Evolution Of Primate Social Cognition

Author: Laura Desirèe Di Paolo
Publisher: Springer
ISBN: 9783319937755
Size: 36.70 MB
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This interdisciplinary volume brings together expert researchers coming from primatology, anthropology, ethology, philosophy of cognitive sciences, neurophysiology, mathematics and psychology to discuss both the foundations of non-human primate and human social cognition as well as the means there currently exist to study the various facets of social cognition. The first part focusses on various aspects of social cognition across primates, from the relationship between food and social behaviour to the connection with empathy and communication, offering a multitude of innovative approaches that range from field-studies to philosophy. The second part details the various epistemic and methodological means there exist to study social cognition, in particular how to ascertain the proximal and ultimate mechanisms of social cognition through experimental, modelling and field studies. In the final part, the mechanisms of cultural transmission in primate and human societies are investigated, and special attention is given to how the evolution of cognitive capacities underlie primates’ abilities to use and manufacture tools, and how this in turn influences their social ecology. A must-read for both, young scholars as well as established researchers!

New Interdisciplinary Landscapes In Morality And Emotion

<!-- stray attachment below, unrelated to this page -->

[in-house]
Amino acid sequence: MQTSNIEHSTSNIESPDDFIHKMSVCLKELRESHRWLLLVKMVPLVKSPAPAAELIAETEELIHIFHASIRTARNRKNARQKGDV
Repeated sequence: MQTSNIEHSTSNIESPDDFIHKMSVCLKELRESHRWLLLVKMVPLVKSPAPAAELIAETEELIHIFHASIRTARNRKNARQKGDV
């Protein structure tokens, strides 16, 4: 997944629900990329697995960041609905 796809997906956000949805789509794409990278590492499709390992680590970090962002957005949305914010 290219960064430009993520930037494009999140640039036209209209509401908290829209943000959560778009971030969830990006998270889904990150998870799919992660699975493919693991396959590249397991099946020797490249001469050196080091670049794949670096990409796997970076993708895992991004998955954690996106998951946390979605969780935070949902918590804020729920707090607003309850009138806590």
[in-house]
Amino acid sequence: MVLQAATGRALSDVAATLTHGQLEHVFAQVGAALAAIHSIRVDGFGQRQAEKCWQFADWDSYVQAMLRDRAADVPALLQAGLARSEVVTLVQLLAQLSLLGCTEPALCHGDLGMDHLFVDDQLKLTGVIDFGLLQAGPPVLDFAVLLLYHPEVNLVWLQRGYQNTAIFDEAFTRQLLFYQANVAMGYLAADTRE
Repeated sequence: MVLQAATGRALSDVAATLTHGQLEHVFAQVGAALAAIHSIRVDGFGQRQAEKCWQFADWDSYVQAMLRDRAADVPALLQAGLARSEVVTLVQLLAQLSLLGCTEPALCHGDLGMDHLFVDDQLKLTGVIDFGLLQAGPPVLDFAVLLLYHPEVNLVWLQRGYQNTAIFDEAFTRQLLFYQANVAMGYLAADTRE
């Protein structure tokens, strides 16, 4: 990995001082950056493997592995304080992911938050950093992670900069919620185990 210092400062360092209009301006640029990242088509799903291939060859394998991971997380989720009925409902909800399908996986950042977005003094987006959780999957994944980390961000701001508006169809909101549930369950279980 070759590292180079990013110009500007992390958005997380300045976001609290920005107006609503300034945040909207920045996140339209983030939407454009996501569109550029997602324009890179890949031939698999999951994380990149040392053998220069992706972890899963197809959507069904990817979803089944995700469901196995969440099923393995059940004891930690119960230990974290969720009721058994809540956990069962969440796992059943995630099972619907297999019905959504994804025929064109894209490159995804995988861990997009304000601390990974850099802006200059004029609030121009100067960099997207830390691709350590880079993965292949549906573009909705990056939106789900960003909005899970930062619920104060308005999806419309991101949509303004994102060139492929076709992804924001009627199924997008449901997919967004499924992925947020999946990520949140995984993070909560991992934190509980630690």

Author: Sara Graça Da Silva
Publisher: Routledge
ISBN: 1351387324
Size: 49.87 MB
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The intersection between morality and emotion is not always easily discernible. Researchers often choose to treat these concepts separately, and in doing so an important aspect of this symbiosis is irremediably thwarted. New Interdisciplinary Landscapes in Morality and Emotion considers the relationship between these fields, reflecting on complex philosophical, psychological, social, evolutionary, historical and literary approaches. The book reviews emerging paths and features contributions from distinct scientific fields including highly debated and somewhat controversial topics such as the relationship between empathy and in-group biases; emotion and irrationality; reflexivity and meta-emotions; shame and pro-social behaviour; the evolution of human jealousy; the role of love in driving moral motivation; individuals’ wellbeing; behavioural economics; social robotics; historical considerations of medical societies and politics of sadism; and literary reflections on sympathy and emigration. Covering various methodological angles and entanglements, New Interdisciplinary Landscapes in Morality and Emotion will appeal to anyone interested in multidisciplinary dialogues from across the humanities, sciences, and the social sciences.